Are the latest health-boosting juices pomegranate, noni, wolfberry and elderberry right for you?
Learn about the latest health-boosting juices, a fast and nutritious method to include fruit in your diet.
Does the inside of your fridge resemble a psychedelic rainbow these days—with bottles of ruby, amethyst, tangerine and chartreuse juices? We love our fruit juices—those seemingly perfect solutions for the overly busy but nutritiously alert. Just uncap and pour health, flavor and convenience. But while some health-boosting juices may deserve a place in your fridge, not all are the liquid manna we seek.
Among the celebrated new juices, pomegranate boasts some respectable credentials. The whole fruit of Punica granatum was a staple among desert nomads of the Middle East for centuries—who counted upon it to travel well and deliver a refreshing pickup. The juice, derived from pomegranate’s soft seeds and red pulp, is a modestly good source of potassium (about 430 mg in an 8-ounce glass). But its real value may be in combating cardiovascular disease and other health problems. A darling among researchers, pomegranate is the focus of many clinical studies that buzz with praise.
Pomegranate juice reduces cholesterol buildup on artery walls. In coronary patients with restricted blood flow to the heart, a daily cup of the juice for three months significantly improved circulation, based on a double-blind study published in the American Journal of Cardiology. And a small study in Clinical Nutrition says drinking the juice for a year induced a 30 percent reduction in clogging of the carotid artery, which shuttles blood to the brain and can cause a stroke if blocked. These patients also had a 21 percent drop in systolic blood pressure.
The cholesterol-lowering action of pomegranate may come from antioxidant polyphenols called ellagitannins. But how they work is a subject of debate. They may directly prevent LDL cholesterol from degrading to its artery-clogging oxidized form, or they may be converted by colonic bacteria into metabolites whose protective actions are not yet fully understood.
Preliminary test-tube research also suggests anti-cancer activity and cartilage-preserving benefits from the juice or other fruit extracts. The juice acts against prostate cancer tumors, and fruit extracts fight breast cancer cells and lessen bone cartilage decay in osteoarthritis. Clinical results with humans are not yet available.
While pomegranate is considered safe, too much juice may be risky because the fruit contains small amounts of potentially toxic compounds like protocatechuic acid, ursolic acid and gallic acid. How much pomegranate is too much isn’t known, but, based on the studies, an 8-ounce glass a day seems safe unless you’re also taking blood pressure-lowering medication—pomegranate juice may intensify the drug’s action.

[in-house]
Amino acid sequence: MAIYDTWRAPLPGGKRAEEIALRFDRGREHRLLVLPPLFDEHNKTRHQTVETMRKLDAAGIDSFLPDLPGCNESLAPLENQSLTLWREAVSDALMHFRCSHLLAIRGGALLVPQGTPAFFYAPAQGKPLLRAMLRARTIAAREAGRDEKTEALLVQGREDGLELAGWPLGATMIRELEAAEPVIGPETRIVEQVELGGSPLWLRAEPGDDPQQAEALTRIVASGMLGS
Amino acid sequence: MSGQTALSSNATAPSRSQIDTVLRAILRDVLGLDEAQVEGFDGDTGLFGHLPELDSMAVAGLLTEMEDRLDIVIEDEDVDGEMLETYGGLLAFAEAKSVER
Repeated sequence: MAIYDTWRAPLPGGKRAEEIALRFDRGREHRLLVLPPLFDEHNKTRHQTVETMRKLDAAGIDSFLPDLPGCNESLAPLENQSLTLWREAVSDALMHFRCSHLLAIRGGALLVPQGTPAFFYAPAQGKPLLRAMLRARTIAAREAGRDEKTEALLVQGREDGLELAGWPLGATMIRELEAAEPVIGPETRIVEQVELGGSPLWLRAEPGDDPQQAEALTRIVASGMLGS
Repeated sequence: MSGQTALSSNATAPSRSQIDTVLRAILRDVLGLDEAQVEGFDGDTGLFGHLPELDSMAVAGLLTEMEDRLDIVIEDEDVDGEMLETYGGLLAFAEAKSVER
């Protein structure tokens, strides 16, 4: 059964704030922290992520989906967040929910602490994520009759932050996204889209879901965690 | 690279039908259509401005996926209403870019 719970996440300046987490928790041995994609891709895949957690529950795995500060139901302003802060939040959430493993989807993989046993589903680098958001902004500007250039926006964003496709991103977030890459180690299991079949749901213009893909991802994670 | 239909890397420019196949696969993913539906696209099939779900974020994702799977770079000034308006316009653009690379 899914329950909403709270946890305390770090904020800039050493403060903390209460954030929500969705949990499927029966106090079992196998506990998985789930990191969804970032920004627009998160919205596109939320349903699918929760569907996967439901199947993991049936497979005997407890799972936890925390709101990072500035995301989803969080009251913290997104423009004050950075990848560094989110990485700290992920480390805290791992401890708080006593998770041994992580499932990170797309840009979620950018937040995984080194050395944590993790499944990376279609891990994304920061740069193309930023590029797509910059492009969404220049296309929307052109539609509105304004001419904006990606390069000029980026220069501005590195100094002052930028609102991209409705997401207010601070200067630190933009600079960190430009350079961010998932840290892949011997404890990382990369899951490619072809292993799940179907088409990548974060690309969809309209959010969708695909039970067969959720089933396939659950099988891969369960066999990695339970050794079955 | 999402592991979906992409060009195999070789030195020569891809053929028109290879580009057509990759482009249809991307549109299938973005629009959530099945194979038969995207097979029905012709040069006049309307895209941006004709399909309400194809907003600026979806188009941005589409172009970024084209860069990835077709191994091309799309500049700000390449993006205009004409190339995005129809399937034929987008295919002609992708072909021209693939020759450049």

Wolfberry is a traditional Chinese tonic for the eyes, liver, kidneys and blood. It is frequently taken for diabetes and as a general body strengthener, often combined with other medicinal plants. It is common for a traditional Chinese diet to include about an ounce of the dried orange-red berries daily or a few fresh leaves in soups and other dishes. Of the many species of wolfberry, Lycium chinense and L. barbarum are used most often—they provide nutritious berries with a tart-sweet flavor. The berry juice is a relatively modern offering that lacks substantial research or a strong tradition of medicinal usage, though it is confidently marketed for health purposes.
The science indicates wolfberry may help protect the eyes and liver and may support cancer therapies. The berries are a superb source of apigenin, an antioxidant that protects human cells from radiation damage. They also are rich in zeaxanthin dipalmitate, a carotenoid antioxidant postulated to lessen the risk for age-related macular degeneration. One-half ounce (15 grams) of wolfberries taken daily over a month has been shown to increase plasma zeaxanthin levels 2.5-fold in humans, and an animal study has shown the antioxidant accumulates mainly in the macula of the retina and also in the liver. Other animal studies indicate wolfberry helps protect and repair damage to liver and red blood cells. Wolfberry contains betaine, a known liver-protectant. It also possesses unique polysaccharides, which a human trial has suggested may make it a useful adjuvant treatment for some cancers.
Recommended doses for the juice are small—roughly an ounce (about 2 tablespoons) per day. How much of the nutrient and phytochemical strength of wolfberry fruits is realized in pure wolfberry juice is unclear, as nutrient and phytochemical profiles for wolfberry juices tend to be for blends with other fruits. Human studies with the juice are lacking. Wolfberry juice may well be worth a try, but I prefer to stick with the dried berries for now.
Wolfberry consumption is generally safe, but avoid it if you’re on blood-thinning medication as the risk of dangerous internal bleeding may increase. Also, because wolfberry belongs to the nightshade family (with peppers, eggplants, potatoes and tomatoes), allergies to this group may extend to the herb as well.